With less hail, flood risk may rise in Rockies

U. COLORADO-BOULDER (US) — Climate changes may mean summertime hail could disappear from the eastern flank of Colorado’s Rocky Mountains by 2070, a new study shows.

While less hail damage could be good news for gardeners and farmers, a shift from hail to rain can also mean more runoff, which could raise the risk of flash floods.

“In this region of elevated terrain, hail may lessen the risk of flooding because it takes awhile to melt,” says Kelly Mahoney, a research scientist at the Cooperative Institute for Research in Environmental Sciences (CIRES) at the University of Colorado-Boulder. “Decision makers may not want to count on that in the future.”


In the summer in Colorado’s Front Range above about 7,500 feet, precipitation commonly falls as hail. Decision makers concerned about the safety of mountain dams and flood risk have been interested in how climate change may affect the amount and nature of precipitation in the region. (Credit: NOAA)

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For the study, published in the journal Nature Climate Change, Mahoney and colleagues used “downscaling” techniques to try to understand how climate change might affect hail-producing weather patterns across Colorado.

The research focused on storms involving pea-sized and smaller hailstones on Colorado’s Front Range, a region that stretches from the foothill communities of Colorado Springs, Denver, and Fort Collins up to the Continental Divide.

Colorado’s most damaging hailstorms tend to occur further east and involve larger hailstones not examined in the study.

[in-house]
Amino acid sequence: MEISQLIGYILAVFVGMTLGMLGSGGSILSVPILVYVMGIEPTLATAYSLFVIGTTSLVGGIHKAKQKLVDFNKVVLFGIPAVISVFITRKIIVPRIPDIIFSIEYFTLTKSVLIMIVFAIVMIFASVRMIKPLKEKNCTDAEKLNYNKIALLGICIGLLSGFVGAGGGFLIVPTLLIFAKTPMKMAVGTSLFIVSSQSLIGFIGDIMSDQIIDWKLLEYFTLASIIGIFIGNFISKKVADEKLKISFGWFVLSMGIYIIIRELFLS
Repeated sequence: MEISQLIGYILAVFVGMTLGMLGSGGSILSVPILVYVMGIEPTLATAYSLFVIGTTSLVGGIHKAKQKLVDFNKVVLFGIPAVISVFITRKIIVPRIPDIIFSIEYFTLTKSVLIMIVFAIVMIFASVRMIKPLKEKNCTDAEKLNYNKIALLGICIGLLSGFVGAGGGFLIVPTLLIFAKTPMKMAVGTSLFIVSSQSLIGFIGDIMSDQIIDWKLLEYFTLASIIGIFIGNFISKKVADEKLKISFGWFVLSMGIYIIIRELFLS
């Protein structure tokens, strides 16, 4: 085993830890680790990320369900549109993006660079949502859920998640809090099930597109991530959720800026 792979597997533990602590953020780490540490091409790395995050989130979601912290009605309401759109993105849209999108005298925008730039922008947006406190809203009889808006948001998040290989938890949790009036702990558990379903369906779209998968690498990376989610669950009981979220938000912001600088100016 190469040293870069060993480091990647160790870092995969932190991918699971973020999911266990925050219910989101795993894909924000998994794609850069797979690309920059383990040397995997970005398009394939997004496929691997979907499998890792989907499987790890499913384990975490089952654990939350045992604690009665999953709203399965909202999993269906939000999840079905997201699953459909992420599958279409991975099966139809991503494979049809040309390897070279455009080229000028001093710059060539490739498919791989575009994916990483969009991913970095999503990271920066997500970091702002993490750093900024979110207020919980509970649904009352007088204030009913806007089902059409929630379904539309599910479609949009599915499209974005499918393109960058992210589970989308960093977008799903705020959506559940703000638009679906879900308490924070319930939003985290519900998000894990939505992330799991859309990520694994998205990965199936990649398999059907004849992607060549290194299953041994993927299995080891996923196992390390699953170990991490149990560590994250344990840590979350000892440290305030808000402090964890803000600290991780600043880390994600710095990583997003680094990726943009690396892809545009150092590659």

In the summer in Colorado’s Front Range above about 7,500 feet, precipitation commonly falls as hail. Decision makers concerned about the safety of mountain dams and flood risk have been interested in how climate change may affect the amount and nature of precipitation in the region.

Researchers began exploring that question with results from two climate models, which assumed that levels of climate-warming greenhouse gases will continue to increase in the future, from about 390 parts per million in the atmosphere today to about 620 parts per million in 2070.

But the weather processes that form hail, like thunderstorms, occur on much smaller scales than can be reproduced by global climate models. So the team “downscaled” the global model results twice: first to regional-scale models that can take regional topography and other details into account, then again to weather-scale models that can resolve individual storms and even the cloud processes that create hail.

The regional-scale topography step was completed as part of NCAR’s North American Regional Climate Change Assessment Program.

Finally, the team compared the hailstorms of the future, from 2041 to 2070, to those of the past, from 1971 to 2000, as captured by the same sets of downscaled models. Results were similar in experiments with both climate models.

“We found a near elimination of hail at the surface,” Mahoney says.

In the future, increasingly intense storms may actually produce more hail inside clouds, but because those relatively small hailstones fall through a warmer atmosphere, they melt quickly, falling as rain at the surface or evaporating back into the atmosphere. In some regions, simulated hail fell through an additional 1,500 feet of above-freezing air in the future as compared with the past.

The researchers also found evidence that precipitation events over Colorado will become more extreme in the future, while changes in hail may depend on the size of the hailstones—results that will be explored in more detail in ongoing work.

Mahoney’s research was supported by the Postdocs Applying Climate Expertise administered by the University Corporation for Atmospheric Research and funded by CIRES Western Water Assessment, NOAA, and the U.S. Bureau of Reclamation.

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